A comparative analysis: international variation in PET-CT service provision in oncology-an International Cancer Benchmarking Partnership study.

Published on Feb 20, 2021in International Journal for Quality in Health Care1.957
· DOI :10.1093/INTQHC/MZAA166
Charlotte Lynch , Irene Reguilon3
Estimated H-index: 3
+ 18 AuthorsSamantha Harrison5
Estimated H-index: 5
OBJECTIVE To explore differences in position emission tomography-computed tomography (PET-CT) service provision internationally to further understand the impact variation may have upon cancer services. To identify areas of further exploration for researchers and policymakers to optimize PET-CT services and improve the quality of cancer services. DESIGN Comparative analysis using data based on pre-defined PET-CT service metrics from PET-CT stakeholders across seven countries. This was further informed via document analysis of clinical indication guidance and expert consensus through round-table discussions of relevant PET-CT stakeholders. Descriptive comparative analyses were produced on use, capacity and indication guidance for PET-CT services between jurisdictions. SETTING PET-CT services across 21 jurisdictions in seven countries (Australia, Denmark, Canada, Ireland, New Zealand, Norway and the UK). PARTICIPANTS None. INTERVENTION(S) None. MAIN OUTCOME MEASURE(S) None. RESULTS PET-CT service provision has grown over the period 2006-2017, but scale of increase in capacity and demand is variable. Clinical indication guidance varied across countries, particularly for small-cell lung cancer staging and the specific acknowledgement of gastric cancer within oesophagogastric cancers. There is limited and inconsistent data capture, coding, accessibility and availability of PET-CT activity across countries studied. CONCLUSIONS Variation in PET-CT scanner quantity, acquisition over time and guidance upon use exists internationally. There is a lack of routinely captured and accessible PET-CT data across the International Cancer Benchmarking Partnership countries due to inconsistent data definitions, data linkage issues, uncertain coverage of data and lack of specific coding. This is a barrier in improving the quality of PET-CT services globally. There needs to be greater, richer data capture of diagnostic and staging tools to facilitate learning of best practice and optimize cancer services.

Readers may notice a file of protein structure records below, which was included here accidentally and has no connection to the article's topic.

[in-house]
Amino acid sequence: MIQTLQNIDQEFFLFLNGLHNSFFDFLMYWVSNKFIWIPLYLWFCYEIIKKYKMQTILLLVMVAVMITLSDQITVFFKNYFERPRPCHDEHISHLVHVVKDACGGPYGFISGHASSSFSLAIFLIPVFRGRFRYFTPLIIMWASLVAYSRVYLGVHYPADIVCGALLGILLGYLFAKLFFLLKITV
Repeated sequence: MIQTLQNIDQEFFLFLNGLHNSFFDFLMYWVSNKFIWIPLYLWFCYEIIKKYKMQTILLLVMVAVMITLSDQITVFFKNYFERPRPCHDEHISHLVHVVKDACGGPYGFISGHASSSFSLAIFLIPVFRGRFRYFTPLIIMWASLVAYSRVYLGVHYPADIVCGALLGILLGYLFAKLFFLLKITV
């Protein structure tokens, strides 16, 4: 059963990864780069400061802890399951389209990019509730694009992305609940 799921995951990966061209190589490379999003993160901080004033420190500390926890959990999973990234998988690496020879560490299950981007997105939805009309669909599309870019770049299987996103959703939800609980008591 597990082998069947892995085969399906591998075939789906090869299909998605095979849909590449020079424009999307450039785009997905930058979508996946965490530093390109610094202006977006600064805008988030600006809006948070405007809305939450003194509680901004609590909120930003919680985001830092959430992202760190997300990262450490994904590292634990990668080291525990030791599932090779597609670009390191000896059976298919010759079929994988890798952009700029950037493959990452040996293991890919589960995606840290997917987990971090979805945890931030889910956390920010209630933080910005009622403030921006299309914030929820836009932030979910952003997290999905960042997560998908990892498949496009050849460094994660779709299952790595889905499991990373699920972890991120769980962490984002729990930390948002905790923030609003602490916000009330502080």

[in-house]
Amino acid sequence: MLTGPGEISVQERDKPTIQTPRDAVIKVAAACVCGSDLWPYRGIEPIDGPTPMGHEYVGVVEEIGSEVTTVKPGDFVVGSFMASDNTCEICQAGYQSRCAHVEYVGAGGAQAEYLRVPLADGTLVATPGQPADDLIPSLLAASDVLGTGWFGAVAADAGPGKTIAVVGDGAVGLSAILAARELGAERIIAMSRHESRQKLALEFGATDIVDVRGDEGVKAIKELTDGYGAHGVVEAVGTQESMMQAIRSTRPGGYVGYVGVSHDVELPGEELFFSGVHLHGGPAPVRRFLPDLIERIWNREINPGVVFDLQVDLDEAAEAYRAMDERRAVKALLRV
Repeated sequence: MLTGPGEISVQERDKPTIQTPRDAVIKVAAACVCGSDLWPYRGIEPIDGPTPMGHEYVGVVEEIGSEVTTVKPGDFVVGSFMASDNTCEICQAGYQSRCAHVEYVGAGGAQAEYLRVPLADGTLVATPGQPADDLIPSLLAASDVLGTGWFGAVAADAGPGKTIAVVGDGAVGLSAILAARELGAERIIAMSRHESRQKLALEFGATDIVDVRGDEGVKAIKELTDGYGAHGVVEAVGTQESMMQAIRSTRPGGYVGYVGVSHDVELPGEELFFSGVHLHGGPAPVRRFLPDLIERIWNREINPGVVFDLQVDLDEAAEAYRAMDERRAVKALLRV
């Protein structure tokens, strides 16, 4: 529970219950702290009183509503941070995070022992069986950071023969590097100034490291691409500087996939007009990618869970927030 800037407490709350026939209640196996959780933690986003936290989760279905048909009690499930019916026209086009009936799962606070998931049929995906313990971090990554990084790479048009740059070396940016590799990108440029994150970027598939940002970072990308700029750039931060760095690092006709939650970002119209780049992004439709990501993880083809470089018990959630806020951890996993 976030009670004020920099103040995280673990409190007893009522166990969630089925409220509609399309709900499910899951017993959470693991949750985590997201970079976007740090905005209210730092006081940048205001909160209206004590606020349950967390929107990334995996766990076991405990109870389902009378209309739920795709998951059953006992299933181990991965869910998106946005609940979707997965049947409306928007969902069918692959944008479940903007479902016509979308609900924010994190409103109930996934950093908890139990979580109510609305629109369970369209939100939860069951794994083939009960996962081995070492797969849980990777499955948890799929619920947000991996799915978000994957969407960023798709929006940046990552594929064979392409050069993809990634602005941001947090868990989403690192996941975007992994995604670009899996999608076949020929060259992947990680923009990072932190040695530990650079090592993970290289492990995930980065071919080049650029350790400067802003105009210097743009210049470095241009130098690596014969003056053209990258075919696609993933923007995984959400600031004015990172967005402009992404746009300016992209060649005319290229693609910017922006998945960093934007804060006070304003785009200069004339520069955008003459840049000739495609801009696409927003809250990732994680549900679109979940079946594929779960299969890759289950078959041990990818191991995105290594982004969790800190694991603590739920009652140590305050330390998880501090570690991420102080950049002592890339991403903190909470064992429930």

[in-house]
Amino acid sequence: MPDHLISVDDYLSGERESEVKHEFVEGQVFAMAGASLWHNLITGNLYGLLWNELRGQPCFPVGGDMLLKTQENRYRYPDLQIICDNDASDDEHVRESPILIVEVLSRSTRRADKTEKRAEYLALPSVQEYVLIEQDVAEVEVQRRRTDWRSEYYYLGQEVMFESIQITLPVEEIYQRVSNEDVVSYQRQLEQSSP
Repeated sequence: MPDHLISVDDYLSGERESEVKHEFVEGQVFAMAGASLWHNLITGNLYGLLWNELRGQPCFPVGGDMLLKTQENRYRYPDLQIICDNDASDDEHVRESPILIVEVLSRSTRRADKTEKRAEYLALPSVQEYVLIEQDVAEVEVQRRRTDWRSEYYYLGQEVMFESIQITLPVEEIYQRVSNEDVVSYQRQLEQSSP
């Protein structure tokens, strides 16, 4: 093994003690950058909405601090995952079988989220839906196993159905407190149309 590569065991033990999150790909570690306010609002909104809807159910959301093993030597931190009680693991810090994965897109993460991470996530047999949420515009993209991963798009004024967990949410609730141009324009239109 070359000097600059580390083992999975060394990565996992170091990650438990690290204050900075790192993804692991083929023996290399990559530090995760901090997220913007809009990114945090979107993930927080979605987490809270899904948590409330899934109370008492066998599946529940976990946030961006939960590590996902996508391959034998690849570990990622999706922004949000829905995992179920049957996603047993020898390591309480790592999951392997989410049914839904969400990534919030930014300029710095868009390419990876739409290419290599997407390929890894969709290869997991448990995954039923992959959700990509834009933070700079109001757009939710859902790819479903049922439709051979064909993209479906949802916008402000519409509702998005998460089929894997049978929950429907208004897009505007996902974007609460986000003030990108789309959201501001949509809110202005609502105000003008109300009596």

Aim 18-fluorodeoxyglucose positron emission tomography-computed tomography (FDG PET-CT) is valuable in the management of patients with oesophageal cancer, but a role in gastric cancer staging is debated. Our aim was to review the role of FDG PET-CT in a large gastric cancer cohort in a tertiary UK centre.
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